• Jennifer Nguyen, Student Services Supervisor, Linguistics
  • Joy Pelke, Student Engagement and Academic Partnerships Assistant Director, Wolverine Wellness
  • Elizabeth Rohr, Well-Being Advocate, Academic Program Manager, Rackham Graduate School
  • Ida Faye Webster, Director, Rackham Program Review
  • Christie Zablocki, Academic Coach, Academic Support & Access Partnerships (ASAP)
  • Joseph Zichi, Health & Wellness Collective Impact Lead, Wolverine Wellness

Supporting Graduate Student Mental Health and Well-Being

Graduate school was already challenging and stressful for many students, and recent events have exacerbated existing stressors and added new ones. The Rackham Committee on Graduate Student Mental Health and Well-Being has created this resource to summarize the major stressors students are facing, and to provide guidance on principles, approaches, and strategies that mentors and graduate programs can use as they support students during these extremely stressful times.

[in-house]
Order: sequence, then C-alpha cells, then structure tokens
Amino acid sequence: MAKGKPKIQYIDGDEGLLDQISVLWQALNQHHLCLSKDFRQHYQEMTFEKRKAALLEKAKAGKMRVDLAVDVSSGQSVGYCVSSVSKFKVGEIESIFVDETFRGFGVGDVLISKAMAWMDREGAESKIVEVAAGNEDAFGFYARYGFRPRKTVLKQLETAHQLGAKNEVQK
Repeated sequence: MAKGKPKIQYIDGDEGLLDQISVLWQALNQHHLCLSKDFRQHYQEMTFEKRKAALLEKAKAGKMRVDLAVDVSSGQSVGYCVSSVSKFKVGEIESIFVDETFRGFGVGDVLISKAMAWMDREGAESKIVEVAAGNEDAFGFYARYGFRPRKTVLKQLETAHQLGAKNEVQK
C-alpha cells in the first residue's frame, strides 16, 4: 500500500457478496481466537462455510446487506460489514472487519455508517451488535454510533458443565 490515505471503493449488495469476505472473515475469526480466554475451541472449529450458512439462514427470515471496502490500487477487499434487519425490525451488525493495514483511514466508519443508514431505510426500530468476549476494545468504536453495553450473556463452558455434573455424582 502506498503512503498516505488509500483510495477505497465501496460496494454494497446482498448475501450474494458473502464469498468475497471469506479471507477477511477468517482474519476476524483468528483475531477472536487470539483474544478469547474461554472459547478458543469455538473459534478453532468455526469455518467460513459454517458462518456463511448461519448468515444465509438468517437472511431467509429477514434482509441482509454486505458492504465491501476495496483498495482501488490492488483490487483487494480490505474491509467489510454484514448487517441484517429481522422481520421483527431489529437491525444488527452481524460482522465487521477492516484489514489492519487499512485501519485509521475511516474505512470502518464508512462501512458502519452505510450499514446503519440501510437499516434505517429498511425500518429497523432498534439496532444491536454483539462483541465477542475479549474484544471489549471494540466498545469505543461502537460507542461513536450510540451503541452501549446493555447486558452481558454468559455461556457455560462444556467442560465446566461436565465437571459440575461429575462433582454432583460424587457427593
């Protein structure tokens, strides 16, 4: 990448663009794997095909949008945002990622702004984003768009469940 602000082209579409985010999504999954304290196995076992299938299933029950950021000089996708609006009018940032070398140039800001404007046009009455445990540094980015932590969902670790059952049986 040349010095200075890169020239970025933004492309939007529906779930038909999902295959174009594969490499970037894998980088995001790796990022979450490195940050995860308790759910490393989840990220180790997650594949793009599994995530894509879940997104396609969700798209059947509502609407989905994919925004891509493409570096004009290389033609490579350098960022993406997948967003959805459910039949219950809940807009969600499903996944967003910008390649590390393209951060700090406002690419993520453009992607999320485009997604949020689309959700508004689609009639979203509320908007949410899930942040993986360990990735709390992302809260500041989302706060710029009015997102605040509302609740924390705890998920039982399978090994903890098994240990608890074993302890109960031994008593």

The Well-Being Advocate Program

Part of Rackham’s Graduate Student and Program Consultation Services office (GSPCS), the Well-Being Advocate Program works with faculty and staff in academic departments to provide support for graduate student mental health and well-being at the program level.

Reports of the Graduate Student Mental Health Task Force

As mental health challenges continue to pose difficulties for graduate student health, well-being, and academic progress, Rackham formed the Graduate Student Mental Health Task Force in June 2019 to identify and implement specific changes in the U-M graduate student experience. Their reports outline recommendations to better support graduate student mental health at individual, program, and institutional levels, as well as a call on Rackham and individual graduate programs to prioritize graduate student mental health and well-being alongside academic success